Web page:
“Trump makes me angry,” he said. “He really does. I think he is a dangerous man.”
These voters don’t piss Trump off. In response to a question from NBC News earlier Tuesday about some of the buybacks, he wasn’t too concerned.
“They will vote for me again,” he said. “I’m not sure we need much. I’m not sure. I think Biden is the worst president in the history of this country. But we will all be back. They all come back. And I think you see that.”
Governors do not guarantee victory
Governor of Iowa. Kim Reynolds and the governor of New Hampshire. Presented by Chris I felt so strongly that Trump should not be the nominee of the Republican Party that they both put their political capital on the line to oppose the most powerful figure in their party, supporting other candidates. and are aggressively campaigning for them.
Reynolds’ endorsement of Florida Gov. Ron DeSantis hardly made a difference. DeSantis finished a distant second to Trump in Iowa, a state he once vowed to win. (Trump dealt with Reynolds’ lackluster speech in the hours before the vote foreboding potential revenge.)
Sununu’s endorsement had a bigger impact on the race in New Hampshire. Haley distanced herself from Christie, the former governor of New Jersey, and presented herself as a clear alternative to Trump. Christie, who has a New Hampshire or bust strategy, left gave Haley a chance to bridge the gap with Trump two weeks ago.
Sununu, a four-term re-electionist, has thrown himself into Haley’s campaign despite maintaining a wide political distance from Trump. In recent days, the two were practically inseparable. But Sunu, who was a month ago Haley predicted a “slide,” He began to temper expectations, arguing that a loss to Trump would not be fatal to his bid for the White House.
Haley’s defeat is not Sununu’s. His endorsement gave him the boost he needed, just not the majority of New Hampshire’s Republican voters. Trump and no Trump in the duo — and Sununu, despite his popularity state, not so much Trump – Trump is still winning.
Democrats are still with Biden
Despite all the Democratic claptrap about Biden’s prospects against Trump, despite all the polls showing Americans are unhappy with a Biden-Trump rematch, and despite Biden’s age and weaknesses, Biden won comfortably. margin as a write-in candidate in New Hampshire unauthorized Democratic primary.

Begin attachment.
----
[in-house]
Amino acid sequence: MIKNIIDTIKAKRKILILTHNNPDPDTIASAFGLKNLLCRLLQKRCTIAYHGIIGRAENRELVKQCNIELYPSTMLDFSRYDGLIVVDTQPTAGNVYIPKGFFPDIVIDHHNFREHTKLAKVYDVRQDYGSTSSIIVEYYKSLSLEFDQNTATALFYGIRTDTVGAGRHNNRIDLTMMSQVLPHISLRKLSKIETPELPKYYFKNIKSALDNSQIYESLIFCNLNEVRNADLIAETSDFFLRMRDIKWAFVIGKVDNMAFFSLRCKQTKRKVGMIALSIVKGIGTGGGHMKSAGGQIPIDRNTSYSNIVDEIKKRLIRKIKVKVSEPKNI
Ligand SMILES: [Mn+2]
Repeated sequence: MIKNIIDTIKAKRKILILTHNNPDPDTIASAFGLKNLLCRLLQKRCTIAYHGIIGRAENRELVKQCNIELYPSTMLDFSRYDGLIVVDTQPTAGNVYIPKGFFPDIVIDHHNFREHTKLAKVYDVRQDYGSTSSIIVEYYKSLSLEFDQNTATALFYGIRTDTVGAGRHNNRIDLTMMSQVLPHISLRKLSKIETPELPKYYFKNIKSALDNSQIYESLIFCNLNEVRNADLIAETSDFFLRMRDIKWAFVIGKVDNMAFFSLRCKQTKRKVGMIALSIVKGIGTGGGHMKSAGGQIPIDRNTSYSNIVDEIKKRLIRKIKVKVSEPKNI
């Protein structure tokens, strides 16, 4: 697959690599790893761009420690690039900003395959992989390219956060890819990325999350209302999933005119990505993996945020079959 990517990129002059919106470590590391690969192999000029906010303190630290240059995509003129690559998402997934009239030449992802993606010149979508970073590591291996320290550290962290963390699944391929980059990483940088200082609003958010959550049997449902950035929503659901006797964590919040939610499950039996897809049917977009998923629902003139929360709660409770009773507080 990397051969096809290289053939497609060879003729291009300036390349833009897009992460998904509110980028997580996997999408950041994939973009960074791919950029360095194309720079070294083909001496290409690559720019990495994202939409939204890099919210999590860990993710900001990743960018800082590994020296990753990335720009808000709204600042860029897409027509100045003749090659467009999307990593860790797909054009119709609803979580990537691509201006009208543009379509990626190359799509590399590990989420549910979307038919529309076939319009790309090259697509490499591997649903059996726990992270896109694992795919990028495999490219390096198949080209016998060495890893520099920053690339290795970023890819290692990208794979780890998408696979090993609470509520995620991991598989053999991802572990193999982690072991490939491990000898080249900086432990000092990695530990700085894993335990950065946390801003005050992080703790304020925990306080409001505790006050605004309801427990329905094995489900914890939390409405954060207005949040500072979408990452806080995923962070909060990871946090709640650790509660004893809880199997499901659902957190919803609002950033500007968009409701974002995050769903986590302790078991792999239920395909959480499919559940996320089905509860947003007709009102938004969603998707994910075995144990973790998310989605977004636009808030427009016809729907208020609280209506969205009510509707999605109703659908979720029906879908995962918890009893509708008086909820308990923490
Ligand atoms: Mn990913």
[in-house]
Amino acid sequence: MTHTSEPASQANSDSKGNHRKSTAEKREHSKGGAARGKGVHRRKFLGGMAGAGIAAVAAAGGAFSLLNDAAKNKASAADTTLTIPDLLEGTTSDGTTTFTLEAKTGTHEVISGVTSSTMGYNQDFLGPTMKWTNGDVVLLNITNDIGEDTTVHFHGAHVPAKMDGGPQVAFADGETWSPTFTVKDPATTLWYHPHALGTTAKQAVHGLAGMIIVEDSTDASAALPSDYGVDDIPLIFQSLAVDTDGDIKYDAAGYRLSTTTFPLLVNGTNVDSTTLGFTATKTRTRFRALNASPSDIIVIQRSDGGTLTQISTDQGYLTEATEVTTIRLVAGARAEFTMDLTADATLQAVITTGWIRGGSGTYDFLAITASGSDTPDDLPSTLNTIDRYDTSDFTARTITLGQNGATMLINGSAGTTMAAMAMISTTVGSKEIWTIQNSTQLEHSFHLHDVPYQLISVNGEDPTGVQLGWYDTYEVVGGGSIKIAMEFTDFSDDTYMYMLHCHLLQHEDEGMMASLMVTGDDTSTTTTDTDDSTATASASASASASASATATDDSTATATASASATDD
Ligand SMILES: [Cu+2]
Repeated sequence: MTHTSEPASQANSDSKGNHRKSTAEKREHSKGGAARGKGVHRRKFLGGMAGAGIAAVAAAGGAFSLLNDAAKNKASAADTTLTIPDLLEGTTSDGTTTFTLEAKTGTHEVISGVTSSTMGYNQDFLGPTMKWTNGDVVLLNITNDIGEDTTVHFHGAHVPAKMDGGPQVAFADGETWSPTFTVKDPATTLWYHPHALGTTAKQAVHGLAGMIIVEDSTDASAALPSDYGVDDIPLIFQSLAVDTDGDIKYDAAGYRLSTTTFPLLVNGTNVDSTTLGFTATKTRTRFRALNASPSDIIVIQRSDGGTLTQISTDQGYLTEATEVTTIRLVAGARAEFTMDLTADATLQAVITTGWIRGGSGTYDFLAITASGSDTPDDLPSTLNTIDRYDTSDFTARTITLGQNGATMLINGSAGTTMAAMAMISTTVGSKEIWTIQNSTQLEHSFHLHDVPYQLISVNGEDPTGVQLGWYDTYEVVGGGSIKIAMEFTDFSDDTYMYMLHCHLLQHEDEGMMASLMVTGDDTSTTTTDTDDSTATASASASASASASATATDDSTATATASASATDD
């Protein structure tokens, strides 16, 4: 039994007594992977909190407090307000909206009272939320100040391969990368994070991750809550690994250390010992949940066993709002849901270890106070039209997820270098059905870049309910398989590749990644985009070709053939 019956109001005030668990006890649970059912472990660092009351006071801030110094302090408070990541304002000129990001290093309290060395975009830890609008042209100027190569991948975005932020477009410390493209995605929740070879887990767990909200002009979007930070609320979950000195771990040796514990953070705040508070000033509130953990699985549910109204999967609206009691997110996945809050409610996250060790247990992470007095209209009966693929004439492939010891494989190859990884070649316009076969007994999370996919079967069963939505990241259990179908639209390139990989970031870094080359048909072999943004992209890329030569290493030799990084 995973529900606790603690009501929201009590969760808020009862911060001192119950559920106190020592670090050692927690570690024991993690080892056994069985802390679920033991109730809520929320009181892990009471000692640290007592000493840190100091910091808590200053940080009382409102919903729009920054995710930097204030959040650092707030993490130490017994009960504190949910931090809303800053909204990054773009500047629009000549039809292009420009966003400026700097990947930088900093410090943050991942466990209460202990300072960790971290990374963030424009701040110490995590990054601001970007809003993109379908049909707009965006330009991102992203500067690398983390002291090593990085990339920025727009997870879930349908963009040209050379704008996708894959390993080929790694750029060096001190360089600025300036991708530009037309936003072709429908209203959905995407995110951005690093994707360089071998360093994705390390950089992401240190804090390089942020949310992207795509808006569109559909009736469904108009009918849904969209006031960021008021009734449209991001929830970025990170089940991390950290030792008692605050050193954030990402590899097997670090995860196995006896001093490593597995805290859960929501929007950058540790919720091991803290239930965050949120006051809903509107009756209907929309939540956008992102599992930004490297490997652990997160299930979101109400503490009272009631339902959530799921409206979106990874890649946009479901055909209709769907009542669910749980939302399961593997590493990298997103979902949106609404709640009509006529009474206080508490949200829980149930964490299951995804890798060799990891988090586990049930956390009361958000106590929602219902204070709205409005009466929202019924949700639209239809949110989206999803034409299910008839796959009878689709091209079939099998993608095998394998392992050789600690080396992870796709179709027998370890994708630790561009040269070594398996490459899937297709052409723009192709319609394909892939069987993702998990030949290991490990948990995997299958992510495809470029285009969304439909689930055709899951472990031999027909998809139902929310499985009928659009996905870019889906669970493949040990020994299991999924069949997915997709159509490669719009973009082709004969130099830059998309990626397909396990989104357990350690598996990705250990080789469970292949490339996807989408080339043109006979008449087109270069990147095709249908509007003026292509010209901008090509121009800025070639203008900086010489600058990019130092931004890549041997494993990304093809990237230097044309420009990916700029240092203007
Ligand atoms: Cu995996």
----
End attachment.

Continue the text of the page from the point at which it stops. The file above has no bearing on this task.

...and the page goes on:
Biden didn’t even make it to New Hampshire in his first two presidential contests before finishing fifth in 1988 and 2008. state in 2020, but this time he’s on track to win nearly two-thirds of the state’s Democratic vote, almost 50 points ahead of his competition even though his name isn’t actually on the ballot.
That’s not far from 2012, when President Barack Obama won 81% of the vote in New Hampshire, when he ran for re-election without significant Democratic opposition (and with his name on the ballot). And Biden appears on track to win more raw votes this year than Obama did that year, thanks to higher turnout.
Phillips is a credible and well-funded candidate, smooth in his roots and a quarter-century younger than Biden. He went to New Hampshire and insisted that Biden was “unelectable” and in “decline.” And he easily beat the Biden write-in campaign, which ran no TV ads.
But New Hampshire Democrats opted to go with Biden anyway, while Phillips is closing in on his modest goal of finishing with more than 20% of the vote.
Phillips is worth somewhere north of $100 million, so he can likely keep his campaign going as long as he wants, and he’s already signed up for this weekend’s event in South Carolina. And Biden still has work to do to win back unhappy elements of his base. But apart from Phillips, some kind of big, surprising foreign phenomenon, the rest of the world it is likely that it will go to the general election regime.